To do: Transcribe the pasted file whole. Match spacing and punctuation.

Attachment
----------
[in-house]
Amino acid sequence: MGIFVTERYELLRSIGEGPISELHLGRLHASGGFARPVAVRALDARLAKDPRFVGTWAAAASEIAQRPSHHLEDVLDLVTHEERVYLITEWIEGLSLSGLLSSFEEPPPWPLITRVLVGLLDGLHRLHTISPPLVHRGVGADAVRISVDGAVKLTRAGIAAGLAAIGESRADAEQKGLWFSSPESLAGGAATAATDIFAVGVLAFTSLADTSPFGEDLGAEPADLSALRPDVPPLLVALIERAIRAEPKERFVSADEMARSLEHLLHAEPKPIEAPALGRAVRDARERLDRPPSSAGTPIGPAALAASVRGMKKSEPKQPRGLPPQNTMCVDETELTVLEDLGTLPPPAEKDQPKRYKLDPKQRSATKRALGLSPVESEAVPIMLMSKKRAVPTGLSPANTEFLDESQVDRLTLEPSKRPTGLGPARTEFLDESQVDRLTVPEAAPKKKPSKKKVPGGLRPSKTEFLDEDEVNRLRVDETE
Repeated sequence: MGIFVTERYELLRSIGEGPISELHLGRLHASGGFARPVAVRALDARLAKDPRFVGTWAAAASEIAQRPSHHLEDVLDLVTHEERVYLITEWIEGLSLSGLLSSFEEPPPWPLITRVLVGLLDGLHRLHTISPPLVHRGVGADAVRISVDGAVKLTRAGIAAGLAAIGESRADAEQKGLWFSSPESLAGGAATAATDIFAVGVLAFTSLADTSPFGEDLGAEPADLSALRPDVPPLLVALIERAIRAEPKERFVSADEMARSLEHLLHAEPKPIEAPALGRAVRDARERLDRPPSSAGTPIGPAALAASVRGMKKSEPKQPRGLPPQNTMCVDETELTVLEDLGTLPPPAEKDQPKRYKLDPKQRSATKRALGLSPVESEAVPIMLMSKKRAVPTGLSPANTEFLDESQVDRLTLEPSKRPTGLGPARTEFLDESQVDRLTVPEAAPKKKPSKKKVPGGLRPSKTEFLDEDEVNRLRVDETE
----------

[in-house]
Amino acid sequence: MGIFVTERYELLRSIGEGPISELHLGRLHASGGFARPVAVRALDARLAKDPRFVGTWAAAASEIAQRPSHHLEDVLDLVTHEERVYLITEWIEGLSLSGLLSSFEEPPPWPLITRVLVGLLDGLHRLHTISPPLVHRGVGADAVRISVDGAVKLTRAGIAAGLAAIGESRADAEQKGLWFSSPESLAGGAATAATDIFAVGVLAFTSLADTSPFGEDLGAEPADLSALRPDVPPLLVALIERAIRAEPKERFVSADEMARSLEHLLHAEPKPIEAPALGRAVRDARERLDRPPSSAGTPIGPAALAASVRGMKKSEPKQPRGLPPQNTMCVDETELTVLEDLGTLPPPAEKDQPKRYKLDPKQRSATKRALGLSPVESEAVPIMLMSKKRAVPTGLSPANTEFLDESQVDRLTLEPSKRPTGLGPARTEFLDESQVDRLTVPEAAPKKKPSKKKVPGGLRPSKTEFLDEDEVNRLRVDETE
Repeated sequence: MGIFVTERYELLRSIGEGPISELHLGRLHASGGFARPVAVRALDARLAKDPRFVGTWAAAASEIAQRPSHHLEDVLDLVTHEERVYLITEWIEGLSLSGLLSSFEEPPPWPLITRVLVGLLDGLHRLHTISPPLVHRGVGADAVRISVDGAVKLTRAGIAAGLAAIGESRADAEQKGLWFSSPESLAGGAATAATDIFAVGVLAFTSLADTSPFGEDLGAEPADLSALRPDVPPLLVALIERAIRAEPKERFVSADEMARSLEHLLHAEPKPIEAPALGRAVRDARERLDRPPSSAGTPIGPAALAASVRGMKKSEPKQPRGLPPQNTMCVDETELTVLEDLGTLPPPAEKDQPKRYKLDPKQRSATKRALGLSPVESEAVPIMLMSKKRAVPTGLSPANTEFLDESQVDRLTLEPSKRPTGLGPARTEFLDESQVDRLTVPEAAPKKKPSKKKVPGGLRPSKTEFLDEDEVNRLRVDETE